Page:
TIFF 2021: A Touching Childhood Ghost Story Comes To Life In ‘Petite Maman’

Children often see life much differently than adults do. Sometimes wide-eyed, but forever inquisitive. However, there also comes a time when every child discovers their world is not a gentle place, either.

At the centre of Celine Sciamma’s quietly enchanting Petite Maman is such an impressionable youth named Nelly. Played by Joséphine Sanz (in a remarkable performance), she is just eight years old when her maternal grandmother dies.

The news hits especially hard for Nelly’s grieving mother Marion (Nina Meurisse). Deciding to take the burdensome drive back to her late mother’s rural house – and the place of her own childhood – both Nelly and her amiable father (Stéphane Vaeupenne) join too for moral support. Unfortunately, memories prove too overwhelming. Still bereft by loss, Marion departs leaving Nelly alone with her dad. It is here, in the wake of her absence, that the film shifts ever so slightly, evolving from family drama to subtle fairy-tale.

Playing in the woods one morning, Nelly befriends a girl her age named Marion (Gabrielle Sanz). Not only do they look uncannily alike, but there’s an instant rapport. They talk and think the same way, in the same moments. They could almost be sisters. Or the same person.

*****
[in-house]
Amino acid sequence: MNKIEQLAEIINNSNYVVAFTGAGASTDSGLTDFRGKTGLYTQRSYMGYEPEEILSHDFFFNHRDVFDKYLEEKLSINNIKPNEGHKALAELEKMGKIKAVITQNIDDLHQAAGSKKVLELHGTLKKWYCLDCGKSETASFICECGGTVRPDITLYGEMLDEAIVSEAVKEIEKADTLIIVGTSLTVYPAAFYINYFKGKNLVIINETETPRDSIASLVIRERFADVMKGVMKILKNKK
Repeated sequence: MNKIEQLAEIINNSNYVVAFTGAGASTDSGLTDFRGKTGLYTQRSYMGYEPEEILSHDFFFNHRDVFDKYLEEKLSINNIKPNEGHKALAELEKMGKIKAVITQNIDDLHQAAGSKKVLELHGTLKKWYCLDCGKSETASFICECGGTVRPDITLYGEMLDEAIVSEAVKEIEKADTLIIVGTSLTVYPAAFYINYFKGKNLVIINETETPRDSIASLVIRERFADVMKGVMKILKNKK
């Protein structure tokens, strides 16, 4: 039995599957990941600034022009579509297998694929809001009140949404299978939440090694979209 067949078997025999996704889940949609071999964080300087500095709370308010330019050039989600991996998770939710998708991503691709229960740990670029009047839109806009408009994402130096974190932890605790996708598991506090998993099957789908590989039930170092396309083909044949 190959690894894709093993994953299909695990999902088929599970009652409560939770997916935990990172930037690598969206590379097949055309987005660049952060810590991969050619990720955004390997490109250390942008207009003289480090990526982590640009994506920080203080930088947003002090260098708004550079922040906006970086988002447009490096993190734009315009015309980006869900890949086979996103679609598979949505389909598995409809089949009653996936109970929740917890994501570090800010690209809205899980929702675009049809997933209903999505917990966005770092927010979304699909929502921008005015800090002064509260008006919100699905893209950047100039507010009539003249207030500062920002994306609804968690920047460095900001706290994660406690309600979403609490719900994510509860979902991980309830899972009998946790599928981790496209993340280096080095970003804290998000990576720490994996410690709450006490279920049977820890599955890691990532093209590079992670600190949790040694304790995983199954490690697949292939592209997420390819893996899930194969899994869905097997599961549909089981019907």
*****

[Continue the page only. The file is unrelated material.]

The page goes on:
Accompanied by Claire Mathon’s cinematography, which bathes the film in natural, autumn hues, director Sciamma pulls off the extraordinary job of creating sublime moments with the two young actresses at play or, in one lovely scene, messily making crepes. At only 72 minutes this is a small story, but not one with small ideas.

It’s a cinematic window by which one pleasantly eavesdrops on these bright children’s personalities, their fears, and finally, if Nelly truly is imagining everything or if somehow she has magically met her petite maman (i.e. little mom).

A wonderful, tender movie.

 

Myles Herod

Myles Herod

Traveller, image maker, pop-culture seeker, storyteller, a guy you want around when things go south. Tastes range from Kubrick to Krautrock, Wu-Tang to Wiseau. Currently resides in Toronto, Canada.
Myles Herod

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